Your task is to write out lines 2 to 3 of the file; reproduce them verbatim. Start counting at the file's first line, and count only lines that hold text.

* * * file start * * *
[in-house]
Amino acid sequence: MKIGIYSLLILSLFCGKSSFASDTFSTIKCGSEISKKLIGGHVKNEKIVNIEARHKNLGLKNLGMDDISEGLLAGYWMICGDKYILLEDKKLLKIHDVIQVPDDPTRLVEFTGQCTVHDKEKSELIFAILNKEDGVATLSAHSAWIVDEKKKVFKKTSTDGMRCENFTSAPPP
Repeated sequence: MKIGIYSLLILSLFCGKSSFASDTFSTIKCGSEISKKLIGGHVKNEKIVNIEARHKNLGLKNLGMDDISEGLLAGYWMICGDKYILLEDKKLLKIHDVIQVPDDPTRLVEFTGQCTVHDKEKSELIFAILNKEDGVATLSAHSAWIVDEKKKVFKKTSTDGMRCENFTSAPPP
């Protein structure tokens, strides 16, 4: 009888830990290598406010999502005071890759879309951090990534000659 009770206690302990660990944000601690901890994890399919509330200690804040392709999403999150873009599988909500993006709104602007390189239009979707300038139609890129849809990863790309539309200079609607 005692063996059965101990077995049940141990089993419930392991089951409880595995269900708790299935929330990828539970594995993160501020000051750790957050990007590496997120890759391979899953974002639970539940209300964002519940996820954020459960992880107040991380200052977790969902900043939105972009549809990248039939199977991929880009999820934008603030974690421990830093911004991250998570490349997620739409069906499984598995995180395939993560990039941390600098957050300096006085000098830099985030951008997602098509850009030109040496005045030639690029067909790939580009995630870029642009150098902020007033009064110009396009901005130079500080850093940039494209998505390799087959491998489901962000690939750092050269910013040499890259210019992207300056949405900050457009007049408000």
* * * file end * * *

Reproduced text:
Amino acid sequence: MKIGIYSLLILSLFCGKSSFASDTFSTIKCGSEISKKLIGGHVKNEKIVNIEARHKNLGLKNLGMDDISEGLLAGYWMICGDKYILLEDKKLLKIHDVIQVPDDPTRLVEFTGQCTVHDKEKSELIFAILNKEDGVATLSAHSAWIVDEKKKVFKKTSTDGMRCENFTSAPPP
Repeated sequence: MKIGIYSLLILSLFCGKSSFASDTFSTIKCGSEISKKLIGGHVKNEKIVNIEARHKNLGLKNLGMDDISEGLLAGYWMICGDKYILLEDKKLLKIHDVIQVPDDPTRLVEFTGQCTVHDKEKSELIFAILNKEDGVATLSAHSAWIVDEKKKVFKKTSTDGMRCENFTSAPPP